- Download the updates for your phone and mobile apps.
- Avoid storing sensitive information like passwords or a social security number on your mobile device.
- Tell your financial institution immediately if you change your phone number or lose your mobile device.
- Be aware of shoulder surfers. The most basic form of information theft is observation. Be aware of your surroundings especially when you're punching in sensitive information.
- Wipe your mobile device before you donate, sell or trade it using specialized software or using the manufacturer's recommended technique. Some software allows you to wipe your device remotely if it is lost or stolen.
- Beware of mobile phishing. Avoid opening links and attachments in emails and texts, especially from senders you don't know. And be wary of ads (not from your security provider) claiming that your device is infected.
- Watch out for public Wi-Fi. Public connections aren't very secure, so don't perform banking transactions on a public network. If you need to access your account, try disabling the Wi-Fi and switching to your mobile network.
- Report any suspected fraud to your bank immediately.
5 Ways to Protect Your Small Business from Account Fraud
Corporate account takeover is a type of fraud where thieves gain access to a business' finances to make unauthorized transactions, including transferring funds from the company, creating and adding new fake employees to payroll, and stealing sensitive customer information that may not be recoverable. Ledyard recommends following these tips to keepyour small business safer.
- Educate your employees. You and your employees are the first line of defense against corporate account takeover. A strong security program paired with employee education about the warning signs, safe practices and responses to a suspected takeover are essential to protecting your company and customers.
- Protect your online environment. It is important to protect your cyber environment just as you would your cash and physical location. Do not use unprotected internet connections. Encrypt sensitive data and keep updated virus protections on your computer. Use complex passwords and change them periodically.
- Partner with your bank to prevent unauthorized transactions. Talk to your banker about programs that safeguard you from unauthorized transactions. Positive Pay and other services offer call backs, device authentication, multi-person approval processes and batch limits help protect you from fraud.
- Pay attention to suspicious activity and react quickly. Look out for unexplained account or network activity, pop-ups and suspicious emails. If detected, immediately contact your financial institution, stop all online activity and remove any systems that may have been compromised. Keep records of what happened.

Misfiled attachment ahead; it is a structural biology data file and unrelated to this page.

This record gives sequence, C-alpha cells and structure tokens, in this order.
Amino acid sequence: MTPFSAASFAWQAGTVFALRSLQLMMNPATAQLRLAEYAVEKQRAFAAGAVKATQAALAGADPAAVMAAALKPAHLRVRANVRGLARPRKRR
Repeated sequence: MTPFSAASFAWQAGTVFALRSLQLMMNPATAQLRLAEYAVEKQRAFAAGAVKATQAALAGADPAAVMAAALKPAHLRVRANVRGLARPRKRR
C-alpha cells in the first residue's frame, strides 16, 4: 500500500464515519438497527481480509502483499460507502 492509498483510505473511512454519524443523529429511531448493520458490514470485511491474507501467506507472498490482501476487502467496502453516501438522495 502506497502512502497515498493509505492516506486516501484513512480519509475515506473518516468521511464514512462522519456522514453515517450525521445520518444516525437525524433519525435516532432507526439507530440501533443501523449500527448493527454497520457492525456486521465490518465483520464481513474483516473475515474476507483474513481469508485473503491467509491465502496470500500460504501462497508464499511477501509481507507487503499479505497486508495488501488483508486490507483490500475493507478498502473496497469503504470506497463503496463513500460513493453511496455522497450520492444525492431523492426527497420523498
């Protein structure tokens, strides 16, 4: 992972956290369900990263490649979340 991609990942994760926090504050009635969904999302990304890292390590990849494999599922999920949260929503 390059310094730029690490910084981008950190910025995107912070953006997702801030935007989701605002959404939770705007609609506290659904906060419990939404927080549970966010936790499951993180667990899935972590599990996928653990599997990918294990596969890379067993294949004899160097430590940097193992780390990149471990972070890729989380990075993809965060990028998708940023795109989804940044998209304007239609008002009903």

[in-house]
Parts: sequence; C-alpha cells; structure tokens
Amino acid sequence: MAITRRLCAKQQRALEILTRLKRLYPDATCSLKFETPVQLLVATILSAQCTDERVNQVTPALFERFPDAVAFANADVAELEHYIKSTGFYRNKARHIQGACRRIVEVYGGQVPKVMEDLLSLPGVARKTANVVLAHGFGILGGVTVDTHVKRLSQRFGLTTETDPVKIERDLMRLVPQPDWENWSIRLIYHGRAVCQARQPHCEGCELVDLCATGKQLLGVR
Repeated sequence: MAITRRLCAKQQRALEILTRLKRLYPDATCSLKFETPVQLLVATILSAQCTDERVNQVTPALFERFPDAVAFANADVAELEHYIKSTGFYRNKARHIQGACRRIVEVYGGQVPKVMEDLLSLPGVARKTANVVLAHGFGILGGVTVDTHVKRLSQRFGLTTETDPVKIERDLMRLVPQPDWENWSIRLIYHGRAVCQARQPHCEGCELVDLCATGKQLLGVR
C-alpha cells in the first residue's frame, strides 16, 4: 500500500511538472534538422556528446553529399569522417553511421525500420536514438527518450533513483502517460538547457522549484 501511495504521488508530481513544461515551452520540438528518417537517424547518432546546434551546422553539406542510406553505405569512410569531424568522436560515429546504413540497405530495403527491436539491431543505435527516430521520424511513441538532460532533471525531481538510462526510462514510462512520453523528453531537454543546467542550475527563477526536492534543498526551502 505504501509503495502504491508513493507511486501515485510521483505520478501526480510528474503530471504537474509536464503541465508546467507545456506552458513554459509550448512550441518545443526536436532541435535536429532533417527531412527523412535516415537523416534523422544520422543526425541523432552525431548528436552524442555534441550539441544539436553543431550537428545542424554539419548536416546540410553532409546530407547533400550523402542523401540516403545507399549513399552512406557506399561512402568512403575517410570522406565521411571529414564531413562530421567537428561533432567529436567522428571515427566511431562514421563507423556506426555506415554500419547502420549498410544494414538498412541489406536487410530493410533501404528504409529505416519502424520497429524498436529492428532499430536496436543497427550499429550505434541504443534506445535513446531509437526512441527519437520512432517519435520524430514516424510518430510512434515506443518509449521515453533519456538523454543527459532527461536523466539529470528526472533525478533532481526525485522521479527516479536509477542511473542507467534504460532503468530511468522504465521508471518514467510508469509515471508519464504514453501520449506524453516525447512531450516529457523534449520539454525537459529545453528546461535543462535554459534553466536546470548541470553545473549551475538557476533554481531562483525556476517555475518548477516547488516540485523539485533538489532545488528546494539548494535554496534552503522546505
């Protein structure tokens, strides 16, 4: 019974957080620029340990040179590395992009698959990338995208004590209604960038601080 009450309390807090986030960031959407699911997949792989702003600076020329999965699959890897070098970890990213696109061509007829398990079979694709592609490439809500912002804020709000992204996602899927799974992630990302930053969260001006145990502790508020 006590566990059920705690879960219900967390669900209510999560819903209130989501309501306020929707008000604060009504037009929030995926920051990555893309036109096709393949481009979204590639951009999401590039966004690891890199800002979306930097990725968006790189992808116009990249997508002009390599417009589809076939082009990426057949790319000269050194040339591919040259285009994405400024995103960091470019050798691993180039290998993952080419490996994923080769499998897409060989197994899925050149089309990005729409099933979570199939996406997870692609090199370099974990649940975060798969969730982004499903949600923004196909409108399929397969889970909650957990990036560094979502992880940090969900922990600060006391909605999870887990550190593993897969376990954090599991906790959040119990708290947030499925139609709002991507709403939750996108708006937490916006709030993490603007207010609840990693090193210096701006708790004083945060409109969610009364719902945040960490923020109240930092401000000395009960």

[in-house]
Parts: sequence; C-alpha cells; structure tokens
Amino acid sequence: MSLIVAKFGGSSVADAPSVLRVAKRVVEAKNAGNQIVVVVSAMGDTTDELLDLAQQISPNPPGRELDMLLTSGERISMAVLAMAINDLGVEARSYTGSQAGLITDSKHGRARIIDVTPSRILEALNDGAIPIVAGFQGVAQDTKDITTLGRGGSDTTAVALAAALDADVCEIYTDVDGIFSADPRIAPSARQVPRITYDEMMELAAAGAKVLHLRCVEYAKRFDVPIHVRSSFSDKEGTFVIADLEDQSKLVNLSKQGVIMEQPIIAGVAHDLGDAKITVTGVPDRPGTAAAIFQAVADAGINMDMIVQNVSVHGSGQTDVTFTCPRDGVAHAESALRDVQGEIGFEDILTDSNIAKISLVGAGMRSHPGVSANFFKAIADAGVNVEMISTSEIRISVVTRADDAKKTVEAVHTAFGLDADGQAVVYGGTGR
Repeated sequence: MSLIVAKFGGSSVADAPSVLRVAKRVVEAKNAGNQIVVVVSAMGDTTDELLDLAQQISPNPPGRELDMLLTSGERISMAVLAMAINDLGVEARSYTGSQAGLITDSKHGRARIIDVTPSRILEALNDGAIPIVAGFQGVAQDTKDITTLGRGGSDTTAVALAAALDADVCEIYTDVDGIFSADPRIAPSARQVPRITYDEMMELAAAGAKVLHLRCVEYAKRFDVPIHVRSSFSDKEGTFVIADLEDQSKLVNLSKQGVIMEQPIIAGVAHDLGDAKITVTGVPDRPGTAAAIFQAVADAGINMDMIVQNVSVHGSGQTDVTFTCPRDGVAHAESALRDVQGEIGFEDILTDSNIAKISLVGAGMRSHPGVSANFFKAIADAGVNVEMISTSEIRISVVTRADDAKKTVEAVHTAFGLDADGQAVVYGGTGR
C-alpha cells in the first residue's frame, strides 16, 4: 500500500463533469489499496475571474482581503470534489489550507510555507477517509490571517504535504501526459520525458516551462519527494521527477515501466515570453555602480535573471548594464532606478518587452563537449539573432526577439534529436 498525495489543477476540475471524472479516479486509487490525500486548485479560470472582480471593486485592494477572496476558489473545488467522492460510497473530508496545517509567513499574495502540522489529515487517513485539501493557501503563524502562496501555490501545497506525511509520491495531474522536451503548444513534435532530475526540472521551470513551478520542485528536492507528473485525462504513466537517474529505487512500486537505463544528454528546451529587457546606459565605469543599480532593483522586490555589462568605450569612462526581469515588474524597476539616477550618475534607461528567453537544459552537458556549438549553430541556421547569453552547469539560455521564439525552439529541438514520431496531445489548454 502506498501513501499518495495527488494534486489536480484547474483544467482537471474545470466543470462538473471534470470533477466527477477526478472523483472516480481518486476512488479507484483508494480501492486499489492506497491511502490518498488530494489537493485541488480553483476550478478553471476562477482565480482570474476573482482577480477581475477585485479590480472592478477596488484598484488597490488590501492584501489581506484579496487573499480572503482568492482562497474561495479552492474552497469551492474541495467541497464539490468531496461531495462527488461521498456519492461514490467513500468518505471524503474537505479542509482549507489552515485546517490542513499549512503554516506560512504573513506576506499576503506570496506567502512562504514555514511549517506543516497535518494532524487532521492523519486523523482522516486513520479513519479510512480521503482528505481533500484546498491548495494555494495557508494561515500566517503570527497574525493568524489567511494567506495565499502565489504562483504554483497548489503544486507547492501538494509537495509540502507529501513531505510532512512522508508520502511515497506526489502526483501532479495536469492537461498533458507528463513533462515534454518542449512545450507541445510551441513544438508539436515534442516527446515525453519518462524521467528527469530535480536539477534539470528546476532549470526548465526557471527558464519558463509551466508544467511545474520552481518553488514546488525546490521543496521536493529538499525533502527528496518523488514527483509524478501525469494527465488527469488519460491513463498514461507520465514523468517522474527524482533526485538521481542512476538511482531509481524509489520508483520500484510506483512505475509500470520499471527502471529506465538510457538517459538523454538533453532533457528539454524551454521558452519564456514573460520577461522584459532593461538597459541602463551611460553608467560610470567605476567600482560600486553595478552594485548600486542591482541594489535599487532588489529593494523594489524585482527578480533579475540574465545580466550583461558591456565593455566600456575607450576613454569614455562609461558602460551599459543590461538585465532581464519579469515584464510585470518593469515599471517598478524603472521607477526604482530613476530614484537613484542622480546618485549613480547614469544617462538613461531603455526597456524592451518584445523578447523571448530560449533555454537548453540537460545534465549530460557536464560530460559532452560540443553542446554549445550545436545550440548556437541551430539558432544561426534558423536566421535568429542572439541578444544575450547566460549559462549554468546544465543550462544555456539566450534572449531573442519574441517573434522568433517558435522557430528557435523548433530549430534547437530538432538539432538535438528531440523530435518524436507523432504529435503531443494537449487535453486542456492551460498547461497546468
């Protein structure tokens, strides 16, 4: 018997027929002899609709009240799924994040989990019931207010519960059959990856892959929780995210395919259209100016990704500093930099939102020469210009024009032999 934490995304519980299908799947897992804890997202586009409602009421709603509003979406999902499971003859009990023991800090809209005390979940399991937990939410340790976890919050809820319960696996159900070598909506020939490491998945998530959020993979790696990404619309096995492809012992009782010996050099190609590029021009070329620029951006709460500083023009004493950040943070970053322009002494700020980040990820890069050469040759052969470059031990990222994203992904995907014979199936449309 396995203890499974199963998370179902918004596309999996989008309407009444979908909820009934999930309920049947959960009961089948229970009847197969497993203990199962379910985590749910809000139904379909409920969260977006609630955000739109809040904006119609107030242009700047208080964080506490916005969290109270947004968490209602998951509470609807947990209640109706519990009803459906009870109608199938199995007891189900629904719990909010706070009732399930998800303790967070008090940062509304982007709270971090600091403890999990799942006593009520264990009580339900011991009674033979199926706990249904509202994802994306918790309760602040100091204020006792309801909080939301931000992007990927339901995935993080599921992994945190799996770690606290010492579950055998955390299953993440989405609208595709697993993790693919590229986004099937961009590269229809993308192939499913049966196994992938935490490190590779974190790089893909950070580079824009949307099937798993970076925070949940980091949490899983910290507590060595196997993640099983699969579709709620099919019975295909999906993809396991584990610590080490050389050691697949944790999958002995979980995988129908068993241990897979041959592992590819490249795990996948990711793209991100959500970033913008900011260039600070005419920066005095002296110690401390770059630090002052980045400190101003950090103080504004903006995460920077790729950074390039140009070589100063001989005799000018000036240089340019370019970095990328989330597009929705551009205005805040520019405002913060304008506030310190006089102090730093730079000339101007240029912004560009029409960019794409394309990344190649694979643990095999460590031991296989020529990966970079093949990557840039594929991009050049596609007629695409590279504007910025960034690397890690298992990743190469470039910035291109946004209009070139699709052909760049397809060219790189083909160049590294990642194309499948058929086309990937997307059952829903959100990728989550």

- Understand your responsibilities and liabilities. The account agreement with your bank will detail what commercially reasonable security measures are required in your business. It is critical that you understand and implement the security safeguards in the agreement. If you don't, you could be liable for losses resulting from a takeover. Talk to your banker if you have any questions about your responsibilities.
Other General Cybersecurity Tips
- Do not save credit or debit card, banking account or routing numbers, or other financial information on your computer, phone or tablet.
- Never give out personal information over the phone, through the mail, or on the Internet unless you've initiated the contact and are sure you know who you're dealing with. If you must share personal information, always confirm that you are dealing with a legitimate organization.
- Never use your Social Security number on your driver's license or other forms of identification.
- Banks will not ask you to verify personal information over the phone or via email. If you receive a phone call or email asking you to verify information, end the call, do not respond, and call the bank directly.
- If you receive an email asking for personal information, do not hit the "reply" button or click on any website link in the email. Instead, go directly to the sender's website by typing in the sender's website address.
- Do not plug in unknown or unfamiliar jump drives into your laptop or desktop computer.
- Protect your personal information. Don't leave sensitive documents containing personal information where anyone can see it.
- Use a shredder before disposing of personal records, espeically financial records - preferably a cross-cut shredder. (Thieves have been known to paste together singleshred documents to obtain information.)